Ashwicken C of E Primary School

Ashwicken CE Primary School Caring for Each Other
and Caring for Our World

Recommended Reading for Year 5

Dear Parents/Carers,

Reading is an important part of everyday life. The more our children read, the better readers they will be and the better writers they will become.

Read a selection of books from the recommended book list attached:

Parents and family members play an important role in building successful readers. Hearing your child read is vital to your child retaining and building on the skills he or she has learned in school. But most importantly, this is a time for children to engage their imaginations, find amusement in books, and to learn to love reading. We ask that your child read for at least 15 minutes a day. Books can be of any genre or on any subject that is of interest to your child.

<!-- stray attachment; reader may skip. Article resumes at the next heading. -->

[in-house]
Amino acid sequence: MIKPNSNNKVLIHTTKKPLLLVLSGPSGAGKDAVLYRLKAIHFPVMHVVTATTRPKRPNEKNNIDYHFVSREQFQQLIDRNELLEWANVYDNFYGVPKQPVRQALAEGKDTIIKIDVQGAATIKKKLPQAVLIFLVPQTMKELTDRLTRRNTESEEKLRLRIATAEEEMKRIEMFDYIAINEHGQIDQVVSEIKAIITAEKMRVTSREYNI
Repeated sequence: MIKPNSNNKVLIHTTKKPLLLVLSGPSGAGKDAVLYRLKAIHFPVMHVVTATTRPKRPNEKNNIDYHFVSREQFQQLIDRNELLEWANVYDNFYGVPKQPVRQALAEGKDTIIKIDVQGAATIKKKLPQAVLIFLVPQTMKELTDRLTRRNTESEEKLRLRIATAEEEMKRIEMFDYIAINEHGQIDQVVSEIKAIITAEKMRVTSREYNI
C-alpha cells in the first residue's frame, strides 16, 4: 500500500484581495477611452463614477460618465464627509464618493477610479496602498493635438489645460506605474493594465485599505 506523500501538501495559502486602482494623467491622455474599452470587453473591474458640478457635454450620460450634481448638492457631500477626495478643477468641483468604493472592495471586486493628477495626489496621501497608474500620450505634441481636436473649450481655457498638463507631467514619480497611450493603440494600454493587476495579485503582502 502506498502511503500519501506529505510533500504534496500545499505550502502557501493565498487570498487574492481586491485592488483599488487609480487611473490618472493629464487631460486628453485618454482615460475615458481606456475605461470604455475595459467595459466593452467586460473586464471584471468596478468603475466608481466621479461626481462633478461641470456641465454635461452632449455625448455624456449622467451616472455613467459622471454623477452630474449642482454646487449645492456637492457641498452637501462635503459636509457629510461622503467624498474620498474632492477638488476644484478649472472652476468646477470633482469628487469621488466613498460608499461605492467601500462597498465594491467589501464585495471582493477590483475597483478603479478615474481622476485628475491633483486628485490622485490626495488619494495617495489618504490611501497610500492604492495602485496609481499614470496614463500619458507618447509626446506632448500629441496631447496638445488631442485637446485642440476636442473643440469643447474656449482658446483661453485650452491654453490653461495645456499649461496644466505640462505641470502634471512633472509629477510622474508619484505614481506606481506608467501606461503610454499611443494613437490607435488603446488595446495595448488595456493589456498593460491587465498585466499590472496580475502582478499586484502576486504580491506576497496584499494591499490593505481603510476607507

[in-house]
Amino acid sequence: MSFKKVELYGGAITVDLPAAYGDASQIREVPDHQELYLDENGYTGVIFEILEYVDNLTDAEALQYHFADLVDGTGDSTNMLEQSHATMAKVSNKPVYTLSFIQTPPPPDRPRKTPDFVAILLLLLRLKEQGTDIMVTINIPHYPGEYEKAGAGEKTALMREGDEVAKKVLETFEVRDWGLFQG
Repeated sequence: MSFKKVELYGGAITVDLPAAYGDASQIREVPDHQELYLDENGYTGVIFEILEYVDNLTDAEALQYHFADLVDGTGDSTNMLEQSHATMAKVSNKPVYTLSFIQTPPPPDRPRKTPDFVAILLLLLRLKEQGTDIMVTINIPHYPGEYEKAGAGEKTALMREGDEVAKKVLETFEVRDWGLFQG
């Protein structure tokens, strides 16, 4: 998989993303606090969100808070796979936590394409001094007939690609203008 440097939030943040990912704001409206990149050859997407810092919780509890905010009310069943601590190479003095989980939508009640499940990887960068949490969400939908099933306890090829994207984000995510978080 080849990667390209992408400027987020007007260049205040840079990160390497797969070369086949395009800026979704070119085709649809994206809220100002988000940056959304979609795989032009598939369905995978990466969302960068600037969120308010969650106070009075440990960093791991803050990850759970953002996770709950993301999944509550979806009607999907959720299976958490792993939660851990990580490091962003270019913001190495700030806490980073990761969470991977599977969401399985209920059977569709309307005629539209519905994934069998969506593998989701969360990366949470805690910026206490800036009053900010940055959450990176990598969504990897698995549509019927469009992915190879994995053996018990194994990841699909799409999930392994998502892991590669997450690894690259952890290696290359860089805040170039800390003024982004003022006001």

Here are some quick tips to encourage your child’s love for reading.

  • READ! READ! READ! Make reading important. Be a role-model for reading. Let your child see you reading throughout the day and use daily routines as reading opportunities. Cooking, reading TV listings, looking for information on-line, reading directions, or following a map all provide authentic reading experiences.
  • Give your child the power of choice. Having reading materials available, such as: books, magazines, comics, etc… is key to helping children love to read, and the reading materials they choose themselves are best. Help your child find texts that appeal to his or her interests, yet are age appropriate and ‘just right’ in difficulty.